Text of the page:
Ten commandments for pastors
You shall not separate what you do from who you are.
Woe to the pastor whose work seems to put him at odds with living as a Christian.
Blessed is the pastor whose work does not get in the way of living Christianly.
You shall not be tempted to act like a god before the admiring credulity of the people.
Woe to the pastor who flees the shining face of God for a slithery world of religion that gives her license to manipulate people and acquire godlike attributes to herself.
Blessed is the pastor who delights in the presence of the Lord, for that is the one place where she is sure to be exposed if she is pretending to be godlike.
You shall not glamorize the congregation, for there are no wonderful congregations and all congregations are congregations of sinners.
Woe to the pastor who thinks his vocation is a glamorous vocation, for he will experience much discontentment.
Blessed is the pastor who recognizes that pastoral work is like farm work; it is similar to cleaning out the barn, mucking out the stalls, spreading manure, pulling weeds.
You shall take a vow of stability and stay put, for the congregation is not a job site to be abandoned when a better offer comes along.
Woe to the pastor who abandons her congregation for another out of boredom, anger or restlessness, for such behaviour vitiates the pastoral vocation.
Blessed is the pastor who stays put for the pastoral vocation has to do with living out the implications of the Word of God in community, not sailing off into exotic seas of religion in search of fame and fortune.
You shall not indulge in ecclesiastical pornography by glamorizing or despising the congregation.
Woe to the pastor who tries to avoid the conditions of his workplace by repudiating it.
Blessed is the pastor who accepts the conditions of his workplace, for ordinary congregations are God’s choice for the form the church takes in the world.
You shall not collaborate with the enemy by offering a religion that is mostly entertainment with occasional breaks for moral commercials.
Woe to the pastor who starts making deals, packaging the God-product so that people will be attracted to it and presenting it in ways that will beat out the competition.
Blessed is the pastor who refuses to be a branch manager in a religious warehouse outlet, marketing God to religious consumers.
You shall embrace a life of prayer, so that you can experience God’s control when you are out of control in the storm and in the belly of the whale.
Woe to the pastor who lets his vocation get in the way of God’s work, for such a vocation is simply a witness to God.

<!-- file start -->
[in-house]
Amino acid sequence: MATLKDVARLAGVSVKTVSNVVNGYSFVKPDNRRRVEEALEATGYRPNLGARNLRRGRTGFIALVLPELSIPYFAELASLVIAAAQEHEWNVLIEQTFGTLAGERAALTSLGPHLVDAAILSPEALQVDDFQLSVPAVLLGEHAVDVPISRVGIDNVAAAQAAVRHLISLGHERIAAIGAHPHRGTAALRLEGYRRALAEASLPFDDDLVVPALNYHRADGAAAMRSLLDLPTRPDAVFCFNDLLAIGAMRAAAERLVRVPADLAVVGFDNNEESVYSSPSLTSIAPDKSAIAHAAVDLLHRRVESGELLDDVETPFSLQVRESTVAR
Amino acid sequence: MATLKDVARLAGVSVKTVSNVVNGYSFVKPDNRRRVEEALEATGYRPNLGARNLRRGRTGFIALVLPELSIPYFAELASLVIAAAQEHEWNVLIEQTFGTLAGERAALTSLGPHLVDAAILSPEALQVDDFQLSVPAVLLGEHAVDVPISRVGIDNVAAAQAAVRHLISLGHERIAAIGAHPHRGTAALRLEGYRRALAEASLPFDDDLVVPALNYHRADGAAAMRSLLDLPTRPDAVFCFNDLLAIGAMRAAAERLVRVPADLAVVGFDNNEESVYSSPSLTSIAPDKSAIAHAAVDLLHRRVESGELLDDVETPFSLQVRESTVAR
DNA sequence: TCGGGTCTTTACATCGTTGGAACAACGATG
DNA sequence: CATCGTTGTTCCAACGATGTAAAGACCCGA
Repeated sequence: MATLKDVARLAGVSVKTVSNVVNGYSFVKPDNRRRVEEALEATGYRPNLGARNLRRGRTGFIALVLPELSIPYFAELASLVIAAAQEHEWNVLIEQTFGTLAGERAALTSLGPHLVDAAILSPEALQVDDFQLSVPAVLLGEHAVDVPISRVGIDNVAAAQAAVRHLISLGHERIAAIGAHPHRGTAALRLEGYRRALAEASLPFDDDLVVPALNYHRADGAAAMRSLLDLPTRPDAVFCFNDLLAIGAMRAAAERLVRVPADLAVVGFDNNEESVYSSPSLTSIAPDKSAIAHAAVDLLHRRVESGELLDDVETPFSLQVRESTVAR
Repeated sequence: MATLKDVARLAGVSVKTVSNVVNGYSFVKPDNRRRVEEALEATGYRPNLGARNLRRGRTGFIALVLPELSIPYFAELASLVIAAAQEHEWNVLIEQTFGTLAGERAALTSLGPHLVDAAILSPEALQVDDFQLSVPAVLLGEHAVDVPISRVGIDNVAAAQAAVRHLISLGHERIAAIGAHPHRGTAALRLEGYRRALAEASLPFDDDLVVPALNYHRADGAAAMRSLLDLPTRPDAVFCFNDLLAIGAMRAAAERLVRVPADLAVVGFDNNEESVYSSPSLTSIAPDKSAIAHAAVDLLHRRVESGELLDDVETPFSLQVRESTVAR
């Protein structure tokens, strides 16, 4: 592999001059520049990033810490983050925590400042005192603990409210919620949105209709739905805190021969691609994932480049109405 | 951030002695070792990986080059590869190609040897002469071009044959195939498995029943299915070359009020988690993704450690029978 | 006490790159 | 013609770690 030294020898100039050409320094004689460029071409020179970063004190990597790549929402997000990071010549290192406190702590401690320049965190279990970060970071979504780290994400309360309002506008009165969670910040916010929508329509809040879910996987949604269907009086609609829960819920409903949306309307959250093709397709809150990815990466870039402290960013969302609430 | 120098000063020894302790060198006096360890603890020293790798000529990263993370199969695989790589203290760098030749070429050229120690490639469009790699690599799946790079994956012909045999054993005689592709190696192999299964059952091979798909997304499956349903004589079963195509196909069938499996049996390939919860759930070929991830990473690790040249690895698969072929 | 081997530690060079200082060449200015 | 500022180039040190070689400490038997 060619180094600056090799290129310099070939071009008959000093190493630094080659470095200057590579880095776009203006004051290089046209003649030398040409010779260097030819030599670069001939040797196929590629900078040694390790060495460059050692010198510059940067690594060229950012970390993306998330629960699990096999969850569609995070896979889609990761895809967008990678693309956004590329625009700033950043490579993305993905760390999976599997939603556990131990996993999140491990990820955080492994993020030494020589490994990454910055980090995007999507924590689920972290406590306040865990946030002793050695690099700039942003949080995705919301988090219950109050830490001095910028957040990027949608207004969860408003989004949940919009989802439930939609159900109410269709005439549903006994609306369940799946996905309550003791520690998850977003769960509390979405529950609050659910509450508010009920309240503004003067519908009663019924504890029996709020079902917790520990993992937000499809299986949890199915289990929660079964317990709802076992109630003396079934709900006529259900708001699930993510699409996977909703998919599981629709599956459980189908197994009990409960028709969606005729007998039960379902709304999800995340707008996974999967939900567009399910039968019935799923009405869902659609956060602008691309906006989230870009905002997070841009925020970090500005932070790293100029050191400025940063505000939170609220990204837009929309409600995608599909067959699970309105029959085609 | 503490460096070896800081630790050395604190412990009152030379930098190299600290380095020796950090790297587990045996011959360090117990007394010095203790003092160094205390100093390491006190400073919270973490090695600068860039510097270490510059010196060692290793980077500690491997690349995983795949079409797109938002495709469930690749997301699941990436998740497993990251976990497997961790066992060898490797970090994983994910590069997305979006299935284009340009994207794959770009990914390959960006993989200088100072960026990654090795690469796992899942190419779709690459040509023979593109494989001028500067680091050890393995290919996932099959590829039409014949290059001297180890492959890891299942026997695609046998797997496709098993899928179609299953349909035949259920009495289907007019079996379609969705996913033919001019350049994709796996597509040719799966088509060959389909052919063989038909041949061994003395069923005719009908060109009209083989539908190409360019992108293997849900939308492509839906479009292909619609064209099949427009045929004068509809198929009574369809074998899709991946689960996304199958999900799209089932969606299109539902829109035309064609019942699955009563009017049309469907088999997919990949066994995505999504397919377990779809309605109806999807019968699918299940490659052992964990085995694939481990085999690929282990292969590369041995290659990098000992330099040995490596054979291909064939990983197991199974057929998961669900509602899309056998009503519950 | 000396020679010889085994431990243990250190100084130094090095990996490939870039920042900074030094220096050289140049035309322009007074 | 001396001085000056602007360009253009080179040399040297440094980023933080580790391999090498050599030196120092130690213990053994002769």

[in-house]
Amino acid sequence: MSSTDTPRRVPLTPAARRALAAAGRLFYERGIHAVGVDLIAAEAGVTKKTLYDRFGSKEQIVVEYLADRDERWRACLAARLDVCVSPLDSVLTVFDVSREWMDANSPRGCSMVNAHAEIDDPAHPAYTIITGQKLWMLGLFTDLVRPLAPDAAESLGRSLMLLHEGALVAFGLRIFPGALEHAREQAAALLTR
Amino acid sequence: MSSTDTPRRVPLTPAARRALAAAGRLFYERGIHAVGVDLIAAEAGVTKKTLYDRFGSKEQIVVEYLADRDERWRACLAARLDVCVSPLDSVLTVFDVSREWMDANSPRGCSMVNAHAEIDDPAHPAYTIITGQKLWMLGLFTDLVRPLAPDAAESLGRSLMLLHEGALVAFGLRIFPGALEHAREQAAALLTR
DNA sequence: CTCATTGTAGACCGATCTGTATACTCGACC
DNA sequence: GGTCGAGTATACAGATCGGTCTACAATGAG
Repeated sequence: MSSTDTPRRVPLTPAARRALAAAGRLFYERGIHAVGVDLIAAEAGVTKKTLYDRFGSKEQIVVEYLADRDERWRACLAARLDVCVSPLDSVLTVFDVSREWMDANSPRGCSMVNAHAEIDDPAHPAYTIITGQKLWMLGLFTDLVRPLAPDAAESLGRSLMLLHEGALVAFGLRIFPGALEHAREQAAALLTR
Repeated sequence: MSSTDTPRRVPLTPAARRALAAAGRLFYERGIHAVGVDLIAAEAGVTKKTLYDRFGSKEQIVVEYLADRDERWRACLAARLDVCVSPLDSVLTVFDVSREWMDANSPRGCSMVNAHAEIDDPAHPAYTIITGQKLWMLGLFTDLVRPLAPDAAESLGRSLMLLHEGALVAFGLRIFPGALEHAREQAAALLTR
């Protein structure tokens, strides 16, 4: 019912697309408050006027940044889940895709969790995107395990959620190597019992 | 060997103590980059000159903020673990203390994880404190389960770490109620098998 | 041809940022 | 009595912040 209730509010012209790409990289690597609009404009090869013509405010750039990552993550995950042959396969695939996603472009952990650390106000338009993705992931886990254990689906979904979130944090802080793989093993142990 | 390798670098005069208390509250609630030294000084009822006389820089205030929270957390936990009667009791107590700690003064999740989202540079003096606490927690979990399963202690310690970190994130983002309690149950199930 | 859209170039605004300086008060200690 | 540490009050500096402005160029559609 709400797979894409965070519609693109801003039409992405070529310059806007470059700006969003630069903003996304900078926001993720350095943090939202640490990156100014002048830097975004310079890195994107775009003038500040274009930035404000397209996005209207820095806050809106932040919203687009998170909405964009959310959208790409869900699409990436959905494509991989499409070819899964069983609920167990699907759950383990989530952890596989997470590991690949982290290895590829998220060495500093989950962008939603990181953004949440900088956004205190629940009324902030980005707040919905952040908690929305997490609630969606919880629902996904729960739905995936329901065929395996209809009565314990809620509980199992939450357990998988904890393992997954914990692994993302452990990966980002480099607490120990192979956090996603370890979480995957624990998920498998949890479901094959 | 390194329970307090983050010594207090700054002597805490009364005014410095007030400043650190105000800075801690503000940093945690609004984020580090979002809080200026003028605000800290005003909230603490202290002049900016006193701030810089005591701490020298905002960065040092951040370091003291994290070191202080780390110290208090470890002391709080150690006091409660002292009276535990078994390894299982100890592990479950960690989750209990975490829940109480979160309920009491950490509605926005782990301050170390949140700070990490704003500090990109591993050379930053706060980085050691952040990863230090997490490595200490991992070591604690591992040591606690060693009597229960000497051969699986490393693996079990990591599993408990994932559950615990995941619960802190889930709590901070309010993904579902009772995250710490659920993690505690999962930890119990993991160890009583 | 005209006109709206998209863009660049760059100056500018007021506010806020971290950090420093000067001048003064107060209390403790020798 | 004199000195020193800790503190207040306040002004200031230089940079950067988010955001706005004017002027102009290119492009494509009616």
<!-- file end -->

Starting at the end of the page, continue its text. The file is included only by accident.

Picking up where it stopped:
Blessed is the pastor who discovers that prayer is the single act that has to do with God; it is the essential action.
You shall say, “God,” personally, clearly, distinctly and unapologetically in all proclamations and prayers, for you have no other task but to draw the people’s attention to God.
Woe to the pastor who assumes that because every human being has a hunger for God that is deep and insatiable, they also have a desire for God.
Blessed is the pastor who pronounces the Name and names the common hunger of humanity for God.
You shall pray the Psalms daily for worship, for you need the replenishment of regular feeding on the Psalms.
Woe to the pastor whose life is prayerless and who has no bucket with which to draw water from the well of salvation.
Blessed is the pastor who uses the Psalms as a “bucket” prayed through monthly, whether he feels like it or not, for it keeps him in shape for a life of spirituality.
You shall take off your shoes before the Shekinah of the congregation, for it is topsoil seething with energy and organisms that have incredible capacities for assimilating death and participating in resurrection.
Woe to the pastor who sees the congregation as raw material for developing programs, for sooner or later she will be pushing and pulling, cajoling and seducing, persuading and selling.
Blessed is the pastor who treats the congregation with the patient devotion of a farmer cultivating a field rather than the impatience and violence of a developer building a shopping mall, for pastors are called to gently cultivate the congregation as a planting from God.
Raymond O. Bystrom is adjunct professor of pastoral ministry at MBBS-Langley and former professor of pastoral ministry at MBBS-Fresno. Raymond also pastored two MB congregations in B.C. in the 1980s. Raymond and his wife Elizabeth are currently members of Cedar Park Church, Delta, B.C.
*With thanks to Eugene Peterson from whose book, Under the Unpredictable Plant (Eerdmans, 1992), these statements were drawn and reshaped.
See also Raymond Bystrom’s article on retirement a theology of work: